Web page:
Top Five Review

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Rating: 8 out of 10 topfivereview

Cast:
Chris Rock as Andre Allen
Rosario Dawson as Chelsea Brown
Kevin Hart as Charles
Gabrielle Union as Erica Long
Cedric the Entertainer as Jazzy Dee
J.B. Smoove as Silk
Tracy Morgan as Fred
Sherri Shepherd as Vanessa
Anders Holm as Brad
Romany Malco as Benny Barnes
Leslie Jones as Lisa
Michael Che as Paul

 Directed by Chris Rock

Story:
Days before his high-profile wedding to a reality star (Gabrielle Union), hot comedian Andre Allen (Chris Rock) is taking a huge chance with his latest venture, starring in a serious drama about the Haitian revolution. While trying to promote it and hoping to be taken seriously, he spends a day with New York Times reporter Chelsea Brown (Rosario Dawson), who is doing an in-depth profile on the comedian.

Analysis:
There may not be a better time for a Chris Rock comedy than right now, when African Americans are feeling the oppression and injustices of the world being piled upon them and could probably use a good laugh. In that sense, “Top Five” acts almost like a counterpoint to Ava Duvernay’s upcoming “Selma” (another Paramount release) in that it shows how far someone like Rock has come in the world of entertainment without losing sight of his own past.

With that in mind, we may as well call “Top Five” for what it is–“Chris Rock’s Birdman”–because so much of it is culled from his own life and his stand-up act. Like Michael Keaton’s character in that movie, Rock’s Andre Allen has become famous for playing a crimefighter in a ridiculous suit, in this case, a police man wearing a bear suit named “Hammy.” Those movies have made Allen extremely wealthy and famous, something we’re reminded of as Allen walks along the streets of New York and has “Hammy!” shouted at him from all sides.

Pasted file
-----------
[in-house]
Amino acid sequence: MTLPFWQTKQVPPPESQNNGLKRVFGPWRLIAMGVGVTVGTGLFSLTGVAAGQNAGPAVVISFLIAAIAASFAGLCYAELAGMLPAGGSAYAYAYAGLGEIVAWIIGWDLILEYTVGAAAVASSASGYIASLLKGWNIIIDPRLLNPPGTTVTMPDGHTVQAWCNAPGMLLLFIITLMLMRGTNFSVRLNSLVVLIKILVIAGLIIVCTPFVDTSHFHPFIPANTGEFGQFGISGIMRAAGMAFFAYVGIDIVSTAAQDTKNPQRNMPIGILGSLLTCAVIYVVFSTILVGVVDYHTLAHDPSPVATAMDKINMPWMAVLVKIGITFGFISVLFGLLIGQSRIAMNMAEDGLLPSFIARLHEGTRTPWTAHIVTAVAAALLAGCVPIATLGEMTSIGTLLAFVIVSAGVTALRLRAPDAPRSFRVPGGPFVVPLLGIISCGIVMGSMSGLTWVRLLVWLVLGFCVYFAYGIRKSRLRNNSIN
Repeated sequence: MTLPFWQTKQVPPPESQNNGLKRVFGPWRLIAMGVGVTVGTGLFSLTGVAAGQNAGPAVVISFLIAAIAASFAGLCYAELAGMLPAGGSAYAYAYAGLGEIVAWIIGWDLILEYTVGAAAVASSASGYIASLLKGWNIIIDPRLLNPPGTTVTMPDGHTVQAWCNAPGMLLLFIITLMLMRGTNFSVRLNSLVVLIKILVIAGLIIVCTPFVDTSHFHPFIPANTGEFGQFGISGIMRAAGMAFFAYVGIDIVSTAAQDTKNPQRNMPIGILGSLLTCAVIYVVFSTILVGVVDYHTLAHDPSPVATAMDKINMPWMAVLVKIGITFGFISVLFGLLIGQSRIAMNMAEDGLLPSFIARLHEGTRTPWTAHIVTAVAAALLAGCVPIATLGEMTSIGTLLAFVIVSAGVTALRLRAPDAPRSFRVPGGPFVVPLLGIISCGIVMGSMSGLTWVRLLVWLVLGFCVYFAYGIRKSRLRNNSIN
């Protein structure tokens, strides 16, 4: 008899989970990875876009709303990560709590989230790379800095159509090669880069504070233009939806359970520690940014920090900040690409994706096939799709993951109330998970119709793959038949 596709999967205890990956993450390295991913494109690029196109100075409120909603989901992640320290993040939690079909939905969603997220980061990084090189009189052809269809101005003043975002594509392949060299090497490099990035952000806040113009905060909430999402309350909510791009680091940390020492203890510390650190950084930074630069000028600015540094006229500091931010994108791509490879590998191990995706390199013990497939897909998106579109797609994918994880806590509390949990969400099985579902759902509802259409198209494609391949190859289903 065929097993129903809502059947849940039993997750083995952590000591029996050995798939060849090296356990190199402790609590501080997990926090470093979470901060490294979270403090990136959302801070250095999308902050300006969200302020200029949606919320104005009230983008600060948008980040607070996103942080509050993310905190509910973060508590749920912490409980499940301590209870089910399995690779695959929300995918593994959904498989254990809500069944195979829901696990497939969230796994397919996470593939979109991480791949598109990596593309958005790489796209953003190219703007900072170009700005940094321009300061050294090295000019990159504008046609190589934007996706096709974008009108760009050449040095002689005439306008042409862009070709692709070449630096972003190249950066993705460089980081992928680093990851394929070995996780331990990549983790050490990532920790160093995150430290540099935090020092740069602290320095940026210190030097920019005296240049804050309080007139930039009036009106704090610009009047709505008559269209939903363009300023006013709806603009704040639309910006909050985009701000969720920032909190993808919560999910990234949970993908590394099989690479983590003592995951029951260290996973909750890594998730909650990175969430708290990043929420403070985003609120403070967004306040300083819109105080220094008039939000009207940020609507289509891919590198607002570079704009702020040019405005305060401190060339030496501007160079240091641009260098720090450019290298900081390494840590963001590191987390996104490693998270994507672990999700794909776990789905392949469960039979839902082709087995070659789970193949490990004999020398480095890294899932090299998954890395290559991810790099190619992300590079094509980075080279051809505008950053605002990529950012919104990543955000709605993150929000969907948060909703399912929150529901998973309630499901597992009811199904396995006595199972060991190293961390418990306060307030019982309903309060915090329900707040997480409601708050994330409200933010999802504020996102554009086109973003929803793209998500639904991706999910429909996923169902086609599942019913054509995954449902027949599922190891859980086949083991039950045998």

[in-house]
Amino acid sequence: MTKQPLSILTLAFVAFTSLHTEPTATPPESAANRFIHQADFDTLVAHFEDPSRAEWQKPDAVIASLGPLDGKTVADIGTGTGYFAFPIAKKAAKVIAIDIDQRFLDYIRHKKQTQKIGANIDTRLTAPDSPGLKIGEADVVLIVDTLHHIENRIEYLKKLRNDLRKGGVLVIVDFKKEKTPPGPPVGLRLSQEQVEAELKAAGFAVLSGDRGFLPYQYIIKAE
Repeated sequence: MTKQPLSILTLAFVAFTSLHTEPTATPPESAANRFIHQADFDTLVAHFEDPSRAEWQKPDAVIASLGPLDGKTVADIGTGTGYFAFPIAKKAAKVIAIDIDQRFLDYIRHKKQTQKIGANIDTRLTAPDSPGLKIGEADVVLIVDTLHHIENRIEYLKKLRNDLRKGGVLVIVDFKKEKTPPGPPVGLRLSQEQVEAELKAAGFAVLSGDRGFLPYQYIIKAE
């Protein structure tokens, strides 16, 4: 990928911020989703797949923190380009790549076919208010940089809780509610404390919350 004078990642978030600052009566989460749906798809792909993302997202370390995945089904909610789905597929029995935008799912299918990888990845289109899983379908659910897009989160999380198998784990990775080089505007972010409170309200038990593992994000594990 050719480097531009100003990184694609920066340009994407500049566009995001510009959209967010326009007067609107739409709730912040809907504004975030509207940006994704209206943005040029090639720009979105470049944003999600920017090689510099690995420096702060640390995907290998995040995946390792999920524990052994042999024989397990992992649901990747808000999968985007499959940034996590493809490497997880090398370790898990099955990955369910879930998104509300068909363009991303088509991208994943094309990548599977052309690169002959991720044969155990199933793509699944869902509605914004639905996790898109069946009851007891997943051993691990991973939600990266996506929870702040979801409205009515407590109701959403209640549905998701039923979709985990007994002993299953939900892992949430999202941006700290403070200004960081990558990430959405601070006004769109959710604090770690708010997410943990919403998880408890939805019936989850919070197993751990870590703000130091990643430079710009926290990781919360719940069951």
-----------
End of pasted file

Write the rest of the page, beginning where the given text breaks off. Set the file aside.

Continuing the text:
But “Top Five” also shows how the world has changed around Rock. In his stand-up act, he would often joke about how a black man can never get a taxi to stop for him in New York City, a theory disproven in one of “Top Five’s” few jokes clean enough to be shown in a television commercial.

While promoting his latest film, a departure from what his fans have come to expect from him, Andre Allen is marrying Gabrielle Union’s Erica Long, a reality star who is so conscious of her own image she’s making Andre question whether he’s doing the right thing. Along comes Rosario Dawson’s gorgeous reporter Chelsea Brown to do an extended interview with Allen, which adds even more to Allen’s insecurities about some of his recent decisions.

Rosario Dawson was so terrific playing a lighter role in Kevin Smith’s “Clerks II,” and she brings just as much energy to the role of Brown. As they spend the day visiting Allen’s old stomping grounds, she brings out the best in Rock as an actor who noticeably has to step up his game to keep up with her.

There are a lot of memorable bits in “Top Five,” including Cedric the Entertainer giving a hilarious performance as a Houston promoter in a story told by Andre about an incident that got him to swear off drugs and alcohol. It’s a great character role for Cedric that leads to one of the film’s most R-rated moments.

Then there’s the way Rock uses the film as a showcase for some of the best black comedians working today, including J.B. Smoove as Silk, Allen’s childhood friend who is trying to watch out for him, and Leslie Jones, one of three recent additions to the “Saturday Night Live” cast that appear in the film. She is so funny and irreverent in her few scenes, you quickly realize she could be a huge star with the right film vehicle of her own. Most of Chris Rock’s better friends make cameos, essentially playing themselves, in equally funny scenes, although the likes of Kevin Hart and Tracy Morgan are barely in it more than what we see in the trailer.

One of the main issues I had with the movie was the unrealistic way Chris Rock depicts how movies are made and promoted. Very few movies, almost none, will hold a press junket on the exact same day a movie opens, but in trying to show different aspects of his own life while maintaining the “day in the life” contrivance for his film, Rock cuts corners in the authenticity. Most people won’t care because they’ll enjoy those cameos, but to someone working in the business, it seems careless.

 The Bottom Line:
Not meant to be particularly deep or meaningful but still able to include a number of insightful thoughts on showbiz and celebrity, Chris Rock never loses sight of the laughs for his most personal film yet.